We are the only ones to blame for the advertising/audience divide

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Ever heard of the Pretentious-O-Meter? Neither did I, until earlier today.

There is a known reality in the film industry that sees film critics as being constantly disconnected from the end audience. Ratings from critics are often unforgiving and rarely ever reach a perfect score, whereas audiences tend to be more lenient and enjoy most films more easily. The Pretentious-O-Meter above measures that divide in terms of “Pretentious” VS “Mass-Market” impact, which I personally find genuinely hilarious (and a genius idea to say the least).

This is not to say that audiences are stupid. They just hardly care about all the technicalities, innovations and originality in films. If they like it, they like it – they don’t necessarily know why, but they recognise quality on a subconscious level. Well, most of them.

Anyone spending enough time around the creative industry will see that the problem is quite common everywhere. The gaming industry has it; reviewers and public often clash on game scores, though this time tables turn. The game press tends to be more forgiving when it comes to games, and it’s not uncommon to see a range of perfect scores (10/10 or 100/100) every time a huge game drops. Gamers don’t buy it all the time, and so Metacritic becomes a strange (albeit fascinating) mess.

With this huge premise, it makes sense that the same thing happens with advertising too. A report from ad effectiveness agency System1 shows that though award bodies tend to love the current purpose-driven, story-heavy and authentic push in advertising, audiences could not care less. The public is “distinctly unmoved” by ads that left industry peers largely impressed, leading to decreased effectiveness for these campaigns when compared with the average, non-purpose-driven campaigns.

So why is that?


Image credit: Matt Newman

Critics be Critics

I often say that learning storytelling theory and creative writing has changed my perception of entertainment forever. Being paid to watch films or play games is the dream of many – many who fail to realise what it means to review entertainment for a living. Your enjoyment becomes part of a job, a mechanical process that subconsciously forces you to spot every tiny little mistake in any creative work you experience. It doesn’t mean you can’t enjoy it anymore; it does mean, though, that things were a lot simpler when you just didn’t know.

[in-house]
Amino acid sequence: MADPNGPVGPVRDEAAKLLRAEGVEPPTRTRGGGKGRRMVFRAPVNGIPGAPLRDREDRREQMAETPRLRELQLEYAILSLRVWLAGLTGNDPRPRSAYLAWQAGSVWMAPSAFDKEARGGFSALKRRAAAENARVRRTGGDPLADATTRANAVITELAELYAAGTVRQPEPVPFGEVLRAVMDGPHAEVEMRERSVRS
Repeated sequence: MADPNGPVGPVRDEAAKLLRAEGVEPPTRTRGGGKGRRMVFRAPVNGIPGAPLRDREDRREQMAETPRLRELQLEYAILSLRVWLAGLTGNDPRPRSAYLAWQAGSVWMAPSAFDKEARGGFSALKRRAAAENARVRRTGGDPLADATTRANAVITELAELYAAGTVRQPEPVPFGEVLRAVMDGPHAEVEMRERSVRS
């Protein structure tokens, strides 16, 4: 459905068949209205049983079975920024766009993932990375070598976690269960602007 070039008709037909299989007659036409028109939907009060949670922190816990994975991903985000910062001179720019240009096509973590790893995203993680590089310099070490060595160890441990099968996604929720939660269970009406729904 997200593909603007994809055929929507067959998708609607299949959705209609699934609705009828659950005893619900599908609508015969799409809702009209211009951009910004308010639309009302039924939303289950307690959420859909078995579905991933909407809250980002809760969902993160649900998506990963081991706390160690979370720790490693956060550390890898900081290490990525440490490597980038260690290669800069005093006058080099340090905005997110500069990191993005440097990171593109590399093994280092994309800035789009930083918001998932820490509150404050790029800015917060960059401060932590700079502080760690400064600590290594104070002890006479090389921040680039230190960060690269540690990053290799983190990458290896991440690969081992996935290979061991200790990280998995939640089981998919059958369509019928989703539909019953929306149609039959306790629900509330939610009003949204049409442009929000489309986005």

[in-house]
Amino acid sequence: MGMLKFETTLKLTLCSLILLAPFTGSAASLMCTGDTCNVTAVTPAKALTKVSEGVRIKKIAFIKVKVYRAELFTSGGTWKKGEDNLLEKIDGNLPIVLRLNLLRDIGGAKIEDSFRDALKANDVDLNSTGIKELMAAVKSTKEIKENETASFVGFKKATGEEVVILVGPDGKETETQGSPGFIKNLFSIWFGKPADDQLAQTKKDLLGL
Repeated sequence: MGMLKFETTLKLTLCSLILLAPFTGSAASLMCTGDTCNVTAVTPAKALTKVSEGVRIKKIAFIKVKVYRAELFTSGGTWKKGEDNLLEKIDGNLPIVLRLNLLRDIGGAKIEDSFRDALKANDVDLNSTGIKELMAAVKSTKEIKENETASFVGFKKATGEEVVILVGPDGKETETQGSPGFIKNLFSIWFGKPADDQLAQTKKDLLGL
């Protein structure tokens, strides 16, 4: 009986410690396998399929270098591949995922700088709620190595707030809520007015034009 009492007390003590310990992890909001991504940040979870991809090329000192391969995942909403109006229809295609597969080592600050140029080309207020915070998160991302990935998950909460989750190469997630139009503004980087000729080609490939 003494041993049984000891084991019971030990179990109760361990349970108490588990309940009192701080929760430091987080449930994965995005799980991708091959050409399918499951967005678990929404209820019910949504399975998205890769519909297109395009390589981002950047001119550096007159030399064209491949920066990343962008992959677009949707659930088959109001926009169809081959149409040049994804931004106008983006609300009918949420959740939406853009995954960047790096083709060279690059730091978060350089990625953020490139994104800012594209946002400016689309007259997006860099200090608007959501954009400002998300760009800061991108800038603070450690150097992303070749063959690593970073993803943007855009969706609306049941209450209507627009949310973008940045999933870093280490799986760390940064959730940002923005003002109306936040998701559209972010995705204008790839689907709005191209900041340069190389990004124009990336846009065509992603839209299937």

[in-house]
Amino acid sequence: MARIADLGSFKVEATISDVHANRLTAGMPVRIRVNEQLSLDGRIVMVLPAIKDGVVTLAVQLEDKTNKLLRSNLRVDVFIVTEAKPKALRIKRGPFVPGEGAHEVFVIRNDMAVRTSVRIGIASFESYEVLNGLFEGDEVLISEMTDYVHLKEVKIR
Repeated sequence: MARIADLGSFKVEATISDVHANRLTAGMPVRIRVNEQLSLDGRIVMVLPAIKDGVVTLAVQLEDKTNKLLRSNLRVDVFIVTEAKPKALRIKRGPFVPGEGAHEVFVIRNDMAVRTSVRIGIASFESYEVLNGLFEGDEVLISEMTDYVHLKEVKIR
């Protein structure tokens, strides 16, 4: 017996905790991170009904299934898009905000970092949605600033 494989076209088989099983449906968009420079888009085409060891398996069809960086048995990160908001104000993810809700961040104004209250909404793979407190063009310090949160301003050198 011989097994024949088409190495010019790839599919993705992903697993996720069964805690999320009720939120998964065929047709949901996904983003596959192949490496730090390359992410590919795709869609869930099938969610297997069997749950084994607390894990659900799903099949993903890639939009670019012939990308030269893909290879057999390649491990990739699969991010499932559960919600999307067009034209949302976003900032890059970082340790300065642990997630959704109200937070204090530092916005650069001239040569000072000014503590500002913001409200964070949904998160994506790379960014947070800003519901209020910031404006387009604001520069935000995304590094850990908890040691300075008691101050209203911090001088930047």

Critics are paid to watch, play or read hundreds of products of entertainment per year. They watch so many and become so accustomed with the craft of making those products that we simply lose touch with the regular, average user who may be experiencing those tropes for the first time. As objective as critics can get, there is always a degree of subjectivity in judging any kind of creative work. This is the grey area, the Bermuda Triangle where any semblance of connection between audience and critics gets lost.

The highly educated elitists who watch the next purpose-led ad by a top charity are bound to be struck by its sophistication, the beauty of the craft and the power of the narrative. Ad industry peers will have seen thousands, if not hundreds of thousands of ads in their lives and worked on a portion of them too – so of course they will love when something pulls the right strings. But what about the average viewer who sees ads as an annoyance? What about those who use ad blockers? What about edgy teenagers, factory workers and essentially anyone who’s struggling to bring some bread on the table at the end of a work day? Will they really care about our polished, shiny and wholesome purpose-led ads?